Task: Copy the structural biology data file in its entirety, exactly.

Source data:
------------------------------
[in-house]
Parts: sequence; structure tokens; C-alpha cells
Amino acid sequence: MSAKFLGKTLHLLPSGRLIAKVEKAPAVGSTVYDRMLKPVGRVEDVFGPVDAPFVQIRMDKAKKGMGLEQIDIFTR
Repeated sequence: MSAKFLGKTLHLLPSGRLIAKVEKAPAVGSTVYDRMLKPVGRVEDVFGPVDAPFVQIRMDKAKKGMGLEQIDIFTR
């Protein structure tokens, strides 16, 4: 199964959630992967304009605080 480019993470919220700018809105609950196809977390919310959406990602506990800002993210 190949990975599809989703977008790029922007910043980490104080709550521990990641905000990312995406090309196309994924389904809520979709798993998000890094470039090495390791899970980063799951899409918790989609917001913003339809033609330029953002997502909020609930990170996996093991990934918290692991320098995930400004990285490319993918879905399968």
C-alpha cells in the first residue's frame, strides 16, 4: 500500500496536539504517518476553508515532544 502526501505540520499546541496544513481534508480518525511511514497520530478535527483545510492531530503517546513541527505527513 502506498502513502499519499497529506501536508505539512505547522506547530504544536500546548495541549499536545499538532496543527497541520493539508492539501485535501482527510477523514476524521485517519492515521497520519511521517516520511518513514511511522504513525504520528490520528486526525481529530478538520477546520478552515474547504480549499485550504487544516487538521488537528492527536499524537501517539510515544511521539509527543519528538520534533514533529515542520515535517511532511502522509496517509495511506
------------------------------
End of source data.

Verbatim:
[in-house]
Parts: sequence; structure tokens; C-alpha cells
Amino acid sequence: MSAKFLGKTLHLLPSGRLIAKVEKAPAVGSTVYDRMLKPVGRVEDVFGPVDAPFVQIRMDKAKKGMGLEQIDIFTR
Repeated sequence: MSAKFLGKTLHLLPSGRLIAKVEKAPAVGSTVYDRMLKPVGRVEDVFGPVDAPFVQIRMDKAKKGMGLEQIDIFTR
């Protein structure tokens, strides 16, 4: 199964959630992967304009605080 480019993470919220700018809105609950196809977390919310959406990602506990800002993210 190949990975599809989703977008790029922007910043980490104080709550521990990641905000990312995406090309196309994924389904809520979709798993998000890094470039090495390791899970980063799951899409918790989609917001913003339809033609330029953002997502909020609930990170996996093991990934918290692991320098995930400004990285490319993918879905399968």
C-alpha cells in the first residue's frame, strides 16, 4: 500500500496536539504517518476553508515532544 502526501505540520499546541496544513481534508480518525511511514497520530478535527483545510492531530503517546513541527505527513 502506498502513502499519499497529506501536508505539512505547522506547530504544536500546548495541549499536545499538532496543527497541520493539508492539501485535501482527510477523514476524521485517519492515521497520519511521517516520511518513514511511522504513525504520528490520528486526525481529530478538520477546520478552515474547504480549499485550504487544516487538521488537528492527536499524537501517539510515544511521539509527543519528538520534533514533529515542520515535517511532511502522509496517509495511506